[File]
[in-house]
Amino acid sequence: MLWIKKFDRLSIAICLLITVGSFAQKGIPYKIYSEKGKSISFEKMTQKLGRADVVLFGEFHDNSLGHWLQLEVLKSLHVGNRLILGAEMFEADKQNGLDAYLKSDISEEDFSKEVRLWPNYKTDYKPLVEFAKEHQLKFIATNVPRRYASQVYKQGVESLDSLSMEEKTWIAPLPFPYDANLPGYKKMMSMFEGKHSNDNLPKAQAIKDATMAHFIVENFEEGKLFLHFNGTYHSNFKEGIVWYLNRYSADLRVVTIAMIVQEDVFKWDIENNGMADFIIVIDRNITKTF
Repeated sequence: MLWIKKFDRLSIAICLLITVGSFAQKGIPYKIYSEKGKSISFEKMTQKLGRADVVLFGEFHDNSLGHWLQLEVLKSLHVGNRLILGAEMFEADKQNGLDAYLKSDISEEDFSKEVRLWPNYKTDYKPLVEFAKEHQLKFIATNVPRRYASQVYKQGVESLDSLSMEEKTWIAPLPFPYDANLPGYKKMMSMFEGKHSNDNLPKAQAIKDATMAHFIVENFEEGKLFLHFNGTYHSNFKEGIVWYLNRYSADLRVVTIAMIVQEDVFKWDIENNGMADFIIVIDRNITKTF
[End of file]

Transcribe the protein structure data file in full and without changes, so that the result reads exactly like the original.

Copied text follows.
[in-house]
Amino acid sequence: MLWIKKFDRLSIAICLLITVGSFAQKGIPYKIYSEKGKSISFEKMTQKLGRADVVLFGEFHDNSLGHWLQLEVLKSLHVGNRLILGAEMFEADKQNGLDAYLKSDISEEDFSKEVRLWPNYKTDYKPLVEFAKEHQLKFIATNVPRRYASQVYKQGVESLDSLSMEEKTWIAPLPFPYDANLPGYKKMMSMFEGKHSNDNLPKAQAIKDATMAHFIVENFEEGKLFLHFNGTYHSNFKEGIVWYLNRYSADLRVVTIAMIVQEDVFKWDIENNGMADFIIVIDRNITKTF
Repeated sequence: MLWIKKFDRLSIAICLLITVGSFAQKGIPYKIYSEKGKSISFEKMTQKLGRADVVLFGEFHDNSLGHWLQLEVLKSLHVGNRLILGAEMFEADKQNGLDAYLKSDISEEDFSKEVRLWPNYKTDYKPLVEFAKEHQLKFIATNVPRRYASQVYKQGVESLDSLSMEEKTWIAPLPFPYDANLPGYKKMMSMFEGKHSNDNLPKAQAIKDATMAHFIVENFEEGKLFLHFNGTYHSNFKEGIVWYLNRYSADLRVVTIAMIVQEDVFKWDIENNGMADFIIVIDRNITKTF